This March, The Electrical Industries Charity explores the impact of social media on our mental health. With the ongoing pandemic more and more of us are spending more time on social media and that can have a huge impact on our mental health. The effect too much social media consumption has on our mental wellbeing is profound. With the rise of reality television many of us are subject to the ‘Love Island’ effect. This effect is coined as such because of the effect reality TV has had on social media, our consumption of social media and how we allow social media to impact us. Reality shows such as ‘Love Island’ have helped to create a social media lifestyle coveted by much of the wider public.

Every year addiction touches thousands of families, and when it does, the family and friends of those experiencing addiction are often left to suffer in silence due to feelings of stigma, guilt and shame. When a loved one dies from an overdose, family and friends can feel isolated and reluctant to express grief and this can have a serious impact on their own mental health. This is when support from the Electrical Industries Charity can play a pivotal role in ensuring no one is left to suffer in silence.

The Electrical Industries Charity (EIC) knows how important support can be to those who are left behind following the loss of a loved one and for this reason, the Charity has launched the Employee Assistance Programme (EAP) which is funded by powerLottery.

The Electrical Industries Charity (EIC) is giving you an incredible opportunity to help your industry colleagues to recover from abusive relationships and create a better quality of life for themselves by taking part in powerLottery. powerLottery is EIC’s number one fundraising stream which funds the Charity’s Employee Assistance Programme (EAP) and helps EIC to offer a wide range of support services to hundreds of people within the electrical and energy sector in turbulent times.

All of us experience stress and for some of us remote working has made us feel more stressed than less. Katy works for an electrical wholesaler and had been with the company for several years. While Katy enjoyed her job, she approached the Electrical Industries Charity for mental health support. 1 in 3 of all of those who approach the charity are seeking mental health support and for Katy she was struggling to cope with a diagnosis of Generalised Anxiety Disorder.

Balancing hectic work schedules and family life can make it all too easy to push any problems or emotions to the back of our minds. However, sometimes bottling up our worries can do us more harm than good. The phrase ‘a problem shared is a problem halved’ is testament to this and that’s why addressing any unresolved issues is critical in managing both your mental and physical wellbeing.

Electrical Industries Charity (EIC) appreciates how important it is for people in difficult moments to have a shoulder to lean on. Talking to someone in a safe and confidential setting is the best way for many people to relax enough and voice any concerns they may have. EIC offers a variety of support methods for people who are employed in the electrical industry through their Employer Assistance Programme (EAP).

Most of us have worries, doubts and superstitious beliefs but when your thoughts and behaviour make no sense to other people, cause distress or become excessive it may be time to seek help before the situation gets out of hand. Frequently, mental health disorders such as Obsessive Compulsive Disorder (OCD) are mistakenly portrayed as a positive trait and personality quirk, but the reality is, for those that suffer from OCD, it can have a devastating impact on their life.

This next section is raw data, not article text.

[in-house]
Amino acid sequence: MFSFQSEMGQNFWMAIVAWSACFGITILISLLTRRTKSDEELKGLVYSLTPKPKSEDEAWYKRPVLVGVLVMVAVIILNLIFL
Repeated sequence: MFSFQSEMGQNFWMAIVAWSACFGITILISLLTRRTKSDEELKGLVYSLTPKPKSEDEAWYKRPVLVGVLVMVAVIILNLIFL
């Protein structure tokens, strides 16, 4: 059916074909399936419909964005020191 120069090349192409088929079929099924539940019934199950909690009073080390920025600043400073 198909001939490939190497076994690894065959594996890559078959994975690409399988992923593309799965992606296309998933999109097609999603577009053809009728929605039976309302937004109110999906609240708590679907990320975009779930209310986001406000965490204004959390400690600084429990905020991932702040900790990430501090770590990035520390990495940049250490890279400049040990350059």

We all experience stress at some point in our life. Stress can be related to home, work, finances or relationships and is the body's reaction to feeling threatened or under pressure. Stress can help us meet the demands of home, work and family life. But too much stress can affect our mood, our body, and our relationships – especially when it feels out of our control. It can make us feel anxious and irritable and affect our self-esteem. Within the UK 74% of people reported in 2019 they have felt so stressed they have been overwhelmed or unable to cope and 51% of adults who felt stressed reported feeling depressed, and 61% reported feeling anxious. While at work 79% commonly experience work-related stress and the electrical and energy sector is one of the most stressful industries to work within. 76% of those who seek mental health assistance from the Electrical Industries Charity are diagnosed with anxiety or depression a lot of which is caused by stress and subsequent burnout.

Most of us are constantly looking towards retirement. Common phrases are ‘When I retire’ or ‘I’m hoping to retire soon’ or ‘Can I retire early?’ and we spend a lot of our working career paying towards our retirement with pension funds, savings pots and plans to upsize, downsize, move to the sea or even a different country. While we may all look to retirement sometimes when we finally do give up the grind it can become overwhelming. You find yourself unsure on what to do, how to fill your time and maybe what your identity is now you’re no longer working. You may even feel guilty that you’re not enjoying retirement as much as you thought you would. Going from a fast-paced strenuous working environment 40 hours a week to having days stretching in front of you can be somewhat daunting.

We can give a hand-up to everyone in our industry.

Will you help us reach those in need? Learn how you can get involved.